The relative who moved to punch a doctor

The relative who moved to punch a doctor

When Docs faced Danger


Sunday, February 03, 2019

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The University Hospital of the West Indies (UHWI) usually carries less drama in its daily grind, but there have been times when staff members have felt threatened by irate family members whose relatives are taken there for treatment.

One Tuesday evening in the life of a male doctor, who had served the Accident and Emergency as well as Casualty departments, was one that he would never forget, as for the first time in his medical mission, he felt that he would be flattened in a physical confrontation.

It all happened after a relative of a woman, who had fallen ill and was taken to the emergency room, got boisterous and bordered on getting to the point of fisticuffs before other medical staff calmed him.

The woman had arrived at the institution, which borders Papine and Mona Heights in Eastern St Andrew, on the suspicion of having suffered a stroke, arising from a prolonged battle with hypertension and high cholesterol.

But after being seen, initially, the woman was placed on a bed and put through a period of monitoring, while staff, under pressure to cater to a crowded room, tended to other cases.

“This man just sprang up off his seat and started to cuss the staff, saying that they were not paying enough attention to his relative,” the doctor told the Jamaica Observer.

“Then he singled me out, because I was the one who initially looked at her. He then started a tirade and gave me a proper tracing out. At one point I felt that the next move was for him to punch me to the ground, because although I was walking away from him, he kept coming at me and telling me the kinds of things that he wanted to do with me.

“It was left to a security guard, who was called by a nurse, to approach the man and told him to go on the outside,” the doctor stated.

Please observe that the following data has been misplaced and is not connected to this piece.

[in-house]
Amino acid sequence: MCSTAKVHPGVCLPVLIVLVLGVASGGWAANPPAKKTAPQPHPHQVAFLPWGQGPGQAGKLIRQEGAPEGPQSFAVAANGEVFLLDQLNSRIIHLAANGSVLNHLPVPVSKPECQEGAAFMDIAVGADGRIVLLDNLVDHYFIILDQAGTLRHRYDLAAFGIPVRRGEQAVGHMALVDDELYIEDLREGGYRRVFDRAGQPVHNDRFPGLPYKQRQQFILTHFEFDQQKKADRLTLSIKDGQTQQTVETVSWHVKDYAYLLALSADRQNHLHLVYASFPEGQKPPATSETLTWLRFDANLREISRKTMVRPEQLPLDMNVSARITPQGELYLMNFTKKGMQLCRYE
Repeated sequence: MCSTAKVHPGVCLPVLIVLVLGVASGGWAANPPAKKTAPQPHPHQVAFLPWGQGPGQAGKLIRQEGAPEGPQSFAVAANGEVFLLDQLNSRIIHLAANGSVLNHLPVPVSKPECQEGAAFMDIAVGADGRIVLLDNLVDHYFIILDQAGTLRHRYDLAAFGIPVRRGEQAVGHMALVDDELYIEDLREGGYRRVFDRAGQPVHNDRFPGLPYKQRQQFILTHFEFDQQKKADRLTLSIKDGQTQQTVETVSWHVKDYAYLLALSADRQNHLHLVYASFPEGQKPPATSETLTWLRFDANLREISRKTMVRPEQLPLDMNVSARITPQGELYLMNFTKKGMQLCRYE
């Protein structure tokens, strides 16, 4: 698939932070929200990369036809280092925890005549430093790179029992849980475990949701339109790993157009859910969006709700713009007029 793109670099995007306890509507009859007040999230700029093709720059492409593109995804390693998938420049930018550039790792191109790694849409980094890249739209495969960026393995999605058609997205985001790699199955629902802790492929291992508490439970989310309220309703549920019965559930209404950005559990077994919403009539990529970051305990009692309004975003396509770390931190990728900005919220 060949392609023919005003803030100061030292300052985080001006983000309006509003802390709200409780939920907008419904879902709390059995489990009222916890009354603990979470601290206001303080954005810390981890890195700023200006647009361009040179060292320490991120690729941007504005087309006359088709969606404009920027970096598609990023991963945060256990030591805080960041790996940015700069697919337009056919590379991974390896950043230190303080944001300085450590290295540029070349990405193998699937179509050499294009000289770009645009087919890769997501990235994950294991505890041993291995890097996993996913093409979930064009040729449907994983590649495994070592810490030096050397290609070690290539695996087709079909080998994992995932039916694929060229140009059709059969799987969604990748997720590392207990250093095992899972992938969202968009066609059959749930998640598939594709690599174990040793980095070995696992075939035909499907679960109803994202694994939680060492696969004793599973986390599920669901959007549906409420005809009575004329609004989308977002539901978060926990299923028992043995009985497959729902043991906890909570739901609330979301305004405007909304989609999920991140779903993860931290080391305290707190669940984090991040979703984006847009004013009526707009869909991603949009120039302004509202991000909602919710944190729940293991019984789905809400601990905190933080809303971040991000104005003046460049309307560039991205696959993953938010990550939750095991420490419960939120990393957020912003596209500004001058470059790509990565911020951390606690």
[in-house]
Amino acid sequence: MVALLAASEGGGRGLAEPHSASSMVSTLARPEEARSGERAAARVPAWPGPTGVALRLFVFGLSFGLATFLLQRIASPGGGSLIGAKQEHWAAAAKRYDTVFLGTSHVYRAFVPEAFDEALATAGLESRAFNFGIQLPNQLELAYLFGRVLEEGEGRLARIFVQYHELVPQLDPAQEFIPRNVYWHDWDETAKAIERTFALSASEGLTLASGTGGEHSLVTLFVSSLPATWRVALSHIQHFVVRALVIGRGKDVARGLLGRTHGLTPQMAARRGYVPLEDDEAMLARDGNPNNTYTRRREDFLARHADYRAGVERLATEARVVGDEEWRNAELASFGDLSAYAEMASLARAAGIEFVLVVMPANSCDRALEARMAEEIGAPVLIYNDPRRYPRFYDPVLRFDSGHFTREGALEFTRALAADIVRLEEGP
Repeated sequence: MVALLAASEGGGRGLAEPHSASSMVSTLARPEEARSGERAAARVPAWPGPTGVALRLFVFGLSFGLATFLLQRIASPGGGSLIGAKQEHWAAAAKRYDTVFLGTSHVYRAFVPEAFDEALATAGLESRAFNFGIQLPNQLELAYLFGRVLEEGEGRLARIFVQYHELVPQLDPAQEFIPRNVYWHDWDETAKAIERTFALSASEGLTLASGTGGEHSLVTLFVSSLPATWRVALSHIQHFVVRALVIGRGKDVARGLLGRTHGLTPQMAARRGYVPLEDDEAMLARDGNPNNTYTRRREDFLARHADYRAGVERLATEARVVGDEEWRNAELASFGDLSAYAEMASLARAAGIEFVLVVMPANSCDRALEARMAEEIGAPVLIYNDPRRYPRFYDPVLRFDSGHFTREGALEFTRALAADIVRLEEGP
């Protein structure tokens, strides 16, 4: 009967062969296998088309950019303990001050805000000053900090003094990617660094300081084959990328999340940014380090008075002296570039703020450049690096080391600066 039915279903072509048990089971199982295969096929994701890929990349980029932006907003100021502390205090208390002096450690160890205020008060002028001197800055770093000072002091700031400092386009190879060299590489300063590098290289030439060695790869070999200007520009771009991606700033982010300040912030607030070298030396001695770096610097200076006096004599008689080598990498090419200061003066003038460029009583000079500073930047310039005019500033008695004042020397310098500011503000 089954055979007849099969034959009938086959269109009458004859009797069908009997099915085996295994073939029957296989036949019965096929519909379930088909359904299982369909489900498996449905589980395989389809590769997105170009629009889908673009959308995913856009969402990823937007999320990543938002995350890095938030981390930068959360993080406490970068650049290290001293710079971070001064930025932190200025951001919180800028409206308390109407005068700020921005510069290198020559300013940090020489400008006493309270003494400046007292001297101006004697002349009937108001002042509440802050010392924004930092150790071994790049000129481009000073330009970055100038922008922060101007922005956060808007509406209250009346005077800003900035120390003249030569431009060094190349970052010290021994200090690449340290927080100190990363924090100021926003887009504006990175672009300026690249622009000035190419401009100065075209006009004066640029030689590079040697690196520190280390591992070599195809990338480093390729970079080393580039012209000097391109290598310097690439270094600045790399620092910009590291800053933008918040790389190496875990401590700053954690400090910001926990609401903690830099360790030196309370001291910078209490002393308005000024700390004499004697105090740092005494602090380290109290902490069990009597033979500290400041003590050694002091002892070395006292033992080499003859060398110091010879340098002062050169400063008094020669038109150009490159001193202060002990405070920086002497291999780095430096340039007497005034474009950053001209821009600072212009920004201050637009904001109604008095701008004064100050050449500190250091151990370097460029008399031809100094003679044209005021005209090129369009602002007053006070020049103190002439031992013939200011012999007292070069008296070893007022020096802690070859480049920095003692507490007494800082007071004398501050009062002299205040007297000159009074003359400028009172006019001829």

The doctor said that while he understood that there was a level of frustration on the part of the relative, he did not expect that he would have been exposed to a near physical confrontation in that manner.

“In the face of grief, that’s how the relatives of some patients behave. The UHWI is not as bad as KPH (Kingston Public Hospital), and we don’t get patients who are as aggressive as some of those who go to KPH. We get a lot of patients who often complain about how long they have to wait in the A&E department, and some get boisterous because of the delay,” one official at the UHWI told the Sunday Observer.

There is a general view that the language used by doctors to patients at the KPH is far worse than that in a comparative scenario at the UHWI, but there appears to be a reason for that.

“Sometimes if you hear how some doctors at KPH speak to patients, its shocking, but I get to understand that if you don’t speak and act rough to some patients at KPH in a rough manner, they will say that you are soft.

“We don’t resort to abusive language at the UHWI, although sometimes doctors think about it when patients and their relatives attack you verbally, but we realise that it all arises from frustration,” the official said.

As for the man who approached the doctor in a menacing manner at the UHWI, he submitted an official complaint to hospital officials, but nothing emerged from it. The doctor was not asked to submit an official report, but was asked to attend a meeting. No disciplinary action was taken against him.

“In the end, the relative was wrong and he in his report made it appear as if I was negligent in the way that I was dealing with the patient. But they don’t understand that at times when there are several emergency cases, the situation calls for skillful management of the medical human resources that you have at your disposal.

“Funny enough, in the man’s report, no mention was made of how he intimidated me, and how he threatened to harm me, including punch me,” the doctor recalled.

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